I have switched off from the Sania-Shoaib-Ayesha soap opera—which has got shriller and sillier by the day—and taken a breather from the long-running, word-sapping Indian Premier League (IPL) to train my sights on Tiger Woods’ return to golf at the Augusta Masters on Thursday. Can he make the cut?
A million-dollar question. In Woods’ case, make that several hundred million, for apart from the entire global sports fraternity, a fair chunk of the corporate world too is waiting and watching to see how he fares, not just on the green, but also in the hearts and minds of fans.
Woods was the world’s highest-earning sportsman with prize money and endorsements worth a whopping $100 million (Rs445 crore now) a year before revelations of his adulterous life spilled over into the public domain in November. This chewed up his image so badly that he could possibly lose out on $50 million as Accenture, Gillette, Tag Heuer and Pepsico—among other global brands—have already dumped him.
Despite this, Woods will still remain an extremely rich man, and if he wins a couple of Masters, the earnings, experts reckon, would be restored to their original levels, if not higher. But money is not of the essence in this story. It is the ability of a sportsperson to overcome obstacles and handicaps—sometimes physical, in all cases also psychological—and make a successful return.
The history of sport is replete with fascinating comebacks, some resulting in tales of glory, some, abject failure. Indeed, if the Woods saga was not compelling for its vicarious value as well, Michael Schumacher’s return to Formula One would have been the sports story of the year. There have been several others over the years, across age and gender.
Michael Jordan, for instance, retired from the Chicago Bulls in 1993 and made a spectacular return in 1995, playing the best basketball of his life to lead the Bulls to victory again. He was not short of money or fame even in retirement, but missed the “adrenalin rush”. Subsequently, he bought a stake in Washington and played for them, but with completely contrasting results.
The more dramatic, of course, was Muhammad Ali’s comeback. Put into jail for refusing to serve in the Vietnam war, the charismatic heavyweight returned to the ring after he was released three years later to resume a career that many historians reckon as the greatest in the history of sport for its sheer impact on race and international relations.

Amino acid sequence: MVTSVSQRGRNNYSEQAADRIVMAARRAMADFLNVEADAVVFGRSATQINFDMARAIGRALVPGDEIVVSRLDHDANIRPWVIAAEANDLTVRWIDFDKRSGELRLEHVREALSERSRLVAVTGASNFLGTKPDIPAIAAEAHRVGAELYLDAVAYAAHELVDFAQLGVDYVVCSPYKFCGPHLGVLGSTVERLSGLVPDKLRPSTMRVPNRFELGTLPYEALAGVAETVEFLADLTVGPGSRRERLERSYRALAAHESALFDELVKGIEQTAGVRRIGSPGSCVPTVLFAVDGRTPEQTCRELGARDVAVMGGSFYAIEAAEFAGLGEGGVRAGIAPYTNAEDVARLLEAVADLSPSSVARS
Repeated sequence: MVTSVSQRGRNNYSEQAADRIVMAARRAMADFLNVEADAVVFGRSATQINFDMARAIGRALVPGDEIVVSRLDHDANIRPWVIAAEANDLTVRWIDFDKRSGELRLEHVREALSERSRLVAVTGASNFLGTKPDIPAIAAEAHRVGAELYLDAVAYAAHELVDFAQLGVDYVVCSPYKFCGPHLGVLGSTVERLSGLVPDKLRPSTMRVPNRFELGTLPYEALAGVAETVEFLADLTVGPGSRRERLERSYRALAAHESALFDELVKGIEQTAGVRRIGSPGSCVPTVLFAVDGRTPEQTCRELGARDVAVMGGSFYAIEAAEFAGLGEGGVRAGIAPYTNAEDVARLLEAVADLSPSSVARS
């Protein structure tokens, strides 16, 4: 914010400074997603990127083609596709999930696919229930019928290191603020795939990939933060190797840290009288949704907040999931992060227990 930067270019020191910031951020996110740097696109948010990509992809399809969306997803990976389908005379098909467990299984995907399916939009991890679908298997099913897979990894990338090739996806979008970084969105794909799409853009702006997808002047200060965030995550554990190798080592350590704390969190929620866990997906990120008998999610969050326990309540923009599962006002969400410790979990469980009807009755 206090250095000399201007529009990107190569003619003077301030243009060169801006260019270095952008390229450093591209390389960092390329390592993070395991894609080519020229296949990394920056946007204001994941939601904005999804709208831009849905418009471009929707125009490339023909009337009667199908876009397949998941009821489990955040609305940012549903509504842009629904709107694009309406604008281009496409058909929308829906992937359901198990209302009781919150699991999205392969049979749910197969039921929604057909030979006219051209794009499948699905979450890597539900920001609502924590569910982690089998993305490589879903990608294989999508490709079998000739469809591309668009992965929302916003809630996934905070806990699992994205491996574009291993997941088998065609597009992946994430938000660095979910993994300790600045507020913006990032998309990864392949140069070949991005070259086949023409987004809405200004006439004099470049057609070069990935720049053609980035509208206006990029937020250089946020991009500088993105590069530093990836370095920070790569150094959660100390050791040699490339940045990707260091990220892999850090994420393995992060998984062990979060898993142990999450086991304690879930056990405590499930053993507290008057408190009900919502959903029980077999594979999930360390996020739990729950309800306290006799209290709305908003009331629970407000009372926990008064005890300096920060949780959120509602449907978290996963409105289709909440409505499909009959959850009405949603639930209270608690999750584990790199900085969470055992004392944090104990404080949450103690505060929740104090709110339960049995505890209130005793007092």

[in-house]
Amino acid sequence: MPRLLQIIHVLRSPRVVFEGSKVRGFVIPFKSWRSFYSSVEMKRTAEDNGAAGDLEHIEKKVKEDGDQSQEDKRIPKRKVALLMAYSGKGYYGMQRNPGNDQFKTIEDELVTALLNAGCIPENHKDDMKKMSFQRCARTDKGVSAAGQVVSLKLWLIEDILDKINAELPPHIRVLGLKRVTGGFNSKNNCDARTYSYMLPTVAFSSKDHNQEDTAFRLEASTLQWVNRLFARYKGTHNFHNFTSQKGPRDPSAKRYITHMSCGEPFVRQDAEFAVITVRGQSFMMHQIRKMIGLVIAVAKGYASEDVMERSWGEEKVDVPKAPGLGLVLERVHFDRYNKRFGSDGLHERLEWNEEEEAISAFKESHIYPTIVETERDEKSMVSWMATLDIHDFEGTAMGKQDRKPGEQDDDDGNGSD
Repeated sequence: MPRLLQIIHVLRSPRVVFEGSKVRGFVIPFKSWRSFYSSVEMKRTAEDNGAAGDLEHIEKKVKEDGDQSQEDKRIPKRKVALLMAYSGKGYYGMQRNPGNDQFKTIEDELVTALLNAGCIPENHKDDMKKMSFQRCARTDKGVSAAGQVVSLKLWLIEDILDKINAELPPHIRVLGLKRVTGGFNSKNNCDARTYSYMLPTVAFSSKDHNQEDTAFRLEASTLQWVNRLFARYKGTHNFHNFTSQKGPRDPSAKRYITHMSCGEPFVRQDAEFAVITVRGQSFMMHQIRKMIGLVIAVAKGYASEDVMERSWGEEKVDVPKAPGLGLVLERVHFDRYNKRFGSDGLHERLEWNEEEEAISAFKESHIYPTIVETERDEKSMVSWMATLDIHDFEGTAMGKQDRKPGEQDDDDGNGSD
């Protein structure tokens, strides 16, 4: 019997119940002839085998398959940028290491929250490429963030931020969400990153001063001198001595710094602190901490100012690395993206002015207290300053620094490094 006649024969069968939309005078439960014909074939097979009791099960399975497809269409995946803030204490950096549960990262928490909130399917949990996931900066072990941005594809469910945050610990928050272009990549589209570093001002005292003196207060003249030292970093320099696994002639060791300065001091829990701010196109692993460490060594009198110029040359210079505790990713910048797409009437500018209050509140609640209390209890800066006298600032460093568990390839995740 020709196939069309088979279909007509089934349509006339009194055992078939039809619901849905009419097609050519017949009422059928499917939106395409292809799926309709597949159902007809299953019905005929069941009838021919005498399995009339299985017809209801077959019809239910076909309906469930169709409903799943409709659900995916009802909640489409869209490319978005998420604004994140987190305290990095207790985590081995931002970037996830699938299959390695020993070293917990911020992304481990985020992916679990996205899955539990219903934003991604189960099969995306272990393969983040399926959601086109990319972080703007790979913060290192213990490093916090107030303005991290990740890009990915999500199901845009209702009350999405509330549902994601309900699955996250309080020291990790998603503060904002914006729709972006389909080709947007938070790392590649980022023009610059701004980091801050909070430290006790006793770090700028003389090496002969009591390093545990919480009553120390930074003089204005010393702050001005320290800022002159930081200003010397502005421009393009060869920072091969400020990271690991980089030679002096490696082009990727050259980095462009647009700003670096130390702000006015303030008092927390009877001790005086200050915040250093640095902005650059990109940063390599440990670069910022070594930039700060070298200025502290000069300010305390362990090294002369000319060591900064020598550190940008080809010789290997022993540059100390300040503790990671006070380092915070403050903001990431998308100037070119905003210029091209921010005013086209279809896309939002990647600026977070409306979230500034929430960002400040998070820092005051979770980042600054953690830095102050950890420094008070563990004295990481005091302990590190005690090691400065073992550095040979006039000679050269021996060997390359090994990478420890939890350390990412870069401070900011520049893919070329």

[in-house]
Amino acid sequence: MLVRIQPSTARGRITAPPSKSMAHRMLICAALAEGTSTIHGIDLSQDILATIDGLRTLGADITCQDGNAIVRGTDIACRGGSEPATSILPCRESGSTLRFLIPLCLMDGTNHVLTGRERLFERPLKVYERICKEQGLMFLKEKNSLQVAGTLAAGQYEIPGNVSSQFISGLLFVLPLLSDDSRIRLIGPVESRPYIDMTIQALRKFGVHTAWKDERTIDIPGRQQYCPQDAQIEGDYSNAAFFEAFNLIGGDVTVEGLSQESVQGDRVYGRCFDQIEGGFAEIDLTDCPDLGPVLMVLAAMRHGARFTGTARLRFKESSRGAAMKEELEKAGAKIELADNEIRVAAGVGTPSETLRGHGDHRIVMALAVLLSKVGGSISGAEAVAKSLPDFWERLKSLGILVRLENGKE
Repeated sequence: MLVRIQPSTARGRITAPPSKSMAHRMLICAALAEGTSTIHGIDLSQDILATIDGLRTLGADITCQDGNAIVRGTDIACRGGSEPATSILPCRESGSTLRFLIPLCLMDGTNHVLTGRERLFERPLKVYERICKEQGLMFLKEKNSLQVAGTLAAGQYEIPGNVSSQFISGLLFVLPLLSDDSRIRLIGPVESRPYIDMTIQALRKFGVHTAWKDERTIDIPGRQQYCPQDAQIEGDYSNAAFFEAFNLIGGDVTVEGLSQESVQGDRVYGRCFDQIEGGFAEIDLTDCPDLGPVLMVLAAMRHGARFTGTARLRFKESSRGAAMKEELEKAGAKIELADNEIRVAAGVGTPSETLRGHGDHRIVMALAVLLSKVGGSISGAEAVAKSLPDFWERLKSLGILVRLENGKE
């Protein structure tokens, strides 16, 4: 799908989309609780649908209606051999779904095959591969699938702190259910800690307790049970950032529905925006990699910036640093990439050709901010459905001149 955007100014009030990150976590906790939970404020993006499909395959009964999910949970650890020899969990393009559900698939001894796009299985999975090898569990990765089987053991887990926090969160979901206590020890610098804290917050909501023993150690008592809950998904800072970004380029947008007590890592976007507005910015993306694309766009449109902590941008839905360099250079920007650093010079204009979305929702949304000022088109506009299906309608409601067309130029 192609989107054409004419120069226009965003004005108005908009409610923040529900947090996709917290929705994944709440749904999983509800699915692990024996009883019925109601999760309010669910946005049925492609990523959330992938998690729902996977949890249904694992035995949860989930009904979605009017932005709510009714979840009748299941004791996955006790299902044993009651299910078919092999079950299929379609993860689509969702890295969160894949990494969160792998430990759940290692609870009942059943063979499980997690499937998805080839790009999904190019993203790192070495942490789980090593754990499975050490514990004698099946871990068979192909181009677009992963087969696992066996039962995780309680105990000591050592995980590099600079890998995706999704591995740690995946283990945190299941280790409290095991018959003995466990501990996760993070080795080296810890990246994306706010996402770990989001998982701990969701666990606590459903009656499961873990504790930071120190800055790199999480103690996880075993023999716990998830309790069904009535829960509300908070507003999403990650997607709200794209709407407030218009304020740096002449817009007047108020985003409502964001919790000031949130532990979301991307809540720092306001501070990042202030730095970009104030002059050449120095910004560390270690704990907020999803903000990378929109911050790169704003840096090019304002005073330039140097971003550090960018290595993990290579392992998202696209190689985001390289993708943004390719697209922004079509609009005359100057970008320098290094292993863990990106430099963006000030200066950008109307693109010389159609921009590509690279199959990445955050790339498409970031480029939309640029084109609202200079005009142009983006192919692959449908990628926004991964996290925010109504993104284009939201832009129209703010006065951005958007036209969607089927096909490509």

Some comeback sagas may not have a perspective of such socio-political gravitas, but are compelling nonetheless. Lance Armstrong fought off testicular cancer to return to the Tour de France in 1999 and won the gruelling race several times more against all odds to provide stirring inspiration to cancer sufferers.
Monica Seles, the No. 1 woman tennis player who was stabbed on court by a stalker obsessed with Steffi Graf, returned a few years later, though she never won a Grand Slam or the No. 1 ranking again. In another case, Kim Clijters returned after retirement and motherhood to win two Grand Slam titles last year.
Cricket throws up some terrific examples too. Two of the more notable ones from India: Mohinder Amarnath and Sourav Ganguly, who left a deep impress every time they came back. In both cases, it must be qualified that the players had not retired, but had been sidelined by the selectors.
The IPL has again put the spotlight on Shane Warne. Warne, who quit international cricket in 2007, led the Rajasthan Royals to victory in 2008. The following year, Adam Gilchrist, who was also a retiree, led his side to victory. But the most memorable cricketing comeback I can recall is Imran Khan’s, on Pakistan president Zia-ul-Haq’s plea, after he had retired in 1988. Nearing 40, the captain led his country to a World Cup win in 1992.
Not all comebacks are successful or even memorable. Bjorn Borg, for instance, after quitting tennis in sulking disappointment in 1981, switched over to a graphite racket from his trademark wooden one, but found quickly that he had lost his appetite for competition. There are countless such others.
Yet all things considered, Woods’ case is still unique for the cause and circumstances of his break from golf. Unlike others, he has been in the dock for moral turpitude, and while all comebacks are put under the microscope by critics and fans to assess their ability, Woods will also be put in the crucible of societal morality.
In that sense, succeed or flop, he has to convince people that like them, he has only been human. That’s tougher than winning all the Masters.
Ayaz Memon is a senior columnist who writes on sports and other matters.
Write to Ayaz at firstname.lastname@example.org